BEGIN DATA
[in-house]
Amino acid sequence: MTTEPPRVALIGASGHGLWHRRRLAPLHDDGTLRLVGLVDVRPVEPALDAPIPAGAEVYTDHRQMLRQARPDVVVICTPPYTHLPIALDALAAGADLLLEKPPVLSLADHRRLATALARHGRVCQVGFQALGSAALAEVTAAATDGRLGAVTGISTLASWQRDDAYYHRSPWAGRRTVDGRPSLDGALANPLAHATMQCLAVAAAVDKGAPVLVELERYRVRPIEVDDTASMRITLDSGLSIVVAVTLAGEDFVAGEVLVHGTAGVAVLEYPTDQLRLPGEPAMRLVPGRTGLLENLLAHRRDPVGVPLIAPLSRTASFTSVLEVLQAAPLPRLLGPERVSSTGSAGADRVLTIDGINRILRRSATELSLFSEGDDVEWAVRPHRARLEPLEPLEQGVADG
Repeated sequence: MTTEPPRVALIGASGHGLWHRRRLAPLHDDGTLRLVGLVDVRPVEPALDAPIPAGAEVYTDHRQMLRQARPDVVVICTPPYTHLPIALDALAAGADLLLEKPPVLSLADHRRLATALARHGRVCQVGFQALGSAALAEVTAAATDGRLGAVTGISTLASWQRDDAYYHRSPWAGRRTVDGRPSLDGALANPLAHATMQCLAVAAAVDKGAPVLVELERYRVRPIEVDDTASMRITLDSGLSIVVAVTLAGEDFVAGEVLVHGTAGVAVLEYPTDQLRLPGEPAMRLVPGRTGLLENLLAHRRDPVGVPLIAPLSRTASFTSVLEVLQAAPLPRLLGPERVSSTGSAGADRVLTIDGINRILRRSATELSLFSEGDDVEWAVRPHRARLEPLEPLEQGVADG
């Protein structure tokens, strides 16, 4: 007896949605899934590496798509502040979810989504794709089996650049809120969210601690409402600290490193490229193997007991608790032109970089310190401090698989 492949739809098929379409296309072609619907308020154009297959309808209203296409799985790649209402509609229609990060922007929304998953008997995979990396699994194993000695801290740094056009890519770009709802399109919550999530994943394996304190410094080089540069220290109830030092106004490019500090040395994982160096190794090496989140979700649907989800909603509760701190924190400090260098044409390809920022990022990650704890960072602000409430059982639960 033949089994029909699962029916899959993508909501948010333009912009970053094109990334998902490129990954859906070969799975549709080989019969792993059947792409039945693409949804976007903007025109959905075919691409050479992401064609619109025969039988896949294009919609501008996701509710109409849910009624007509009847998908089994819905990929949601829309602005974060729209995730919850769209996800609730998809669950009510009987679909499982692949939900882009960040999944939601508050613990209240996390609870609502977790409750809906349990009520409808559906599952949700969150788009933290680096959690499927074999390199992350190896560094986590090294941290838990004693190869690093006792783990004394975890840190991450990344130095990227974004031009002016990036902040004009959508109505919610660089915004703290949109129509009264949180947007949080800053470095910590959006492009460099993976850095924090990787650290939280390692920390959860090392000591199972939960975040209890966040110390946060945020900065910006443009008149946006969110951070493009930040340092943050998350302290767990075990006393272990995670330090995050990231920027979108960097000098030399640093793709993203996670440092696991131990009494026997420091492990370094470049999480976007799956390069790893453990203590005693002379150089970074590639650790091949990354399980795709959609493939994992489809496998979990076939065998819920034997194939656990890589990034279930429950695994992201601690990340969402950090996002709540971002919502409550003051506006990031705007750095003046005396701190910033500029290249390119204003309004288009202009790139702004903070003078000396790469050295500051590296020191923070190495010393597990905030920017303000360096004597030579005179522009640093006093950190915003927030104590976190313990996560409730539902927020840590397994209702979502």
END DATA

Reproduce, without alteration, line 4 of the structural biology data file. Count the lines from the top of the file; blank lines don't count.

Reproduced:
């Protein structure tokens, strides 16, 4: 007896949605899934590496798509502040979810989504794709089996650049809120969210601690409402600290490193490229193997007991608790032109970089310190401090698989 492949739809098929379409296309072609619907308020154009297959309808209203296409799985790649209402509609229609990060922007929304998953008997995979990396699994194993000695801290740094056009890519770009709802399109919550999530994943394996304190410094080089540069220290109830030092106004490019500090040395994982160096190794090496989140979700649907989800909603509760701190924190400090260098044409390809920022990022990650704890960072602000409430059982639960 033949089994029909699962029916899959993508909501948010333009912009970053094109990334998902490129990954859906070969799975549709080989019969792993059947792409039945693409949804976007903007025109959905075919691409050479992401064609619109025969039988896949294009919609501008996701509710109409849910009624007509009847998908089994819905990929949601829309602005974060729209995730919850769209996800609730998809669950009510009987679909499982692949939900882009960040999944939601508050613990209240996390609870609502977790409750809906349990009520409808559906599952949700969150788009933290680096959690499927074999390199992350190896560094986590090294941290838990004693190869690093006792783990004394975890840190991450990344130095990227974004031009002016990036902040004009959508109505919610660089915004703290949109129509009264949180947007949080800053470095910590959006492009460099993976850095924090990787650290939280390692920390959860090392000591199972939960975040209890966040110390946060945020900065910006443009008149946006969110951070493009930040340092943050998350302290767990075990006393272990995670330090995050990231920027979108960097000098030399640093793709993203996670440092696991131990009494026997420091492990370094470049999480976007799956390069790893453990203590005693002379150089970074590639650790091949990354399980795709959609493939994992489809496998979990076939065998819920034997194939656990890589990034279930429950695994992201601690990340969402950090996002709540971002919502409550003051506006990031705007750095003046005396701190910033500029290249390119204003309004288009202009790139702004903070003078000396790469050295500051590296020191923070190495010393597990905030920017303000360096004597030579005179522009640093006093950190915003927030104590976190313990996560409730539902927020840590397994209702979502």